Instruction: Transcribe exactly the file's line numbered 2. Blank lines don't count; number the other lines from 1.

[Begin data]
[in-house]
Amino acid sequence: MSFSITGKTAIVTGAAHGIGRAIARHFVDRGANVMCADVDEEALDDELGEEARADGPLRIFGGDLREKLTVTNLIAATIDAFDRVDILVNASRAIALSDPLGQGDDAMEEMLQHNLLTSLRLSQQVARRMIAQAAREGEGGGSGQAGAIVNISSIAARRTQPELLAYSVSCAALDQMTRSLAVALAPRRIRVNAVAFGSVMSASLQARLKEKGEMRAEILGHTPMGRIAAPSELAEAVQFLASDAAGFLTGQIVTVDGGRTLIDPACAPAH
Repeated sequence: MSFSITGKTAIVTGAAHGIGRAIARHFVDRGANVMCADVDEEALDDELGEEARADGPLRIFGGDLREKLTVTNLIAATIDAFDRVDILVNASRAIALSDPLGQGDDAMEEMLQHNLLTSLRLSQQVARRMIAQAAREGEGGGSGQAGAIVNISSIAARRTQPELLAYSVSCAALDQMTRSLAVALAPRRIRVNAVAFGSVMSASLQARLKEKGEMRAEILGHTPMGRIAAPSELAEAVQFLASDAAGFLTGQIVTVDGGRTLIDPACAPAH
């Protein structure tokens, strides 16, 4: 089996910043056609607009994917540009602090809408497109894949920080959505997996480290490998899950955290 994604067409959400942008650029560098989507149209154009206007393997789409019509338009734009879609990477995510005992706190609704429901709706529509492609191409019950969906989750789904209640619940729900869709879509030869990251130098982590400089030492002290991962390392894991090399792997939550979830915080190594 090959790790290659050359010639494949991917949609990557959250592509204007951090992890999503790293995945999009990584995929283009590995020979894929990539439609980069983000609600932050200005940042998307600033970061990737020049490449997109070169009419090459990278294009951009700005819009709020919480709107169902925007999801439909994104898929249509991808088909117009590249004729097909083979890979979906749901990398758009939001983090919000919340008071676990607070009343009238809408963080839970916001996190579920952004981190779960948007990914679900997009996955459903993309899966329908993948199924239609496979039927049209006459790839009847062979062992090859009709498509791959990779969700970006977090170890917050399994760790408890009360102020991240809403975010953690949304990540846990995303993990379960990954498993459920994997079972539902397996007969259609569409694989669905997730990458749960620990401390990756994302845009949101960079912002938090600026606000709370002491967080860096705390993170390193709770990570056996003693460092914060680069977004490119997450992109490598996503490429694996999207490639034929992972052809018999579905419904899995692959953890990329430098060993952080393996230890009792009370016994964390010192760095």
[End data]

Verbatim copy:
Amino acid sequence: MSFSITGKTAIVTGAAHGIGRAIARHFVDRGANVMCADVDEEALDDELGEEARADGPLRIFGGDLREKLTVTNLIAATIDAFDRVDILVNASRAIALSDPLGQGDDAMEEMLQHNLLTSLRLSQQVARRMIAQAAREGEGGGSGQAGAIVNISSIAARRTQPELLAYSVSCAALDQMTRSLAVALAPRRIRVNAVAFGSVMSASLQARLKEKGEMRAEILGHTPMGRIAAPSELAEAVQFLASDAAGFLTGQIVTVDGGRTLIDPACAPAH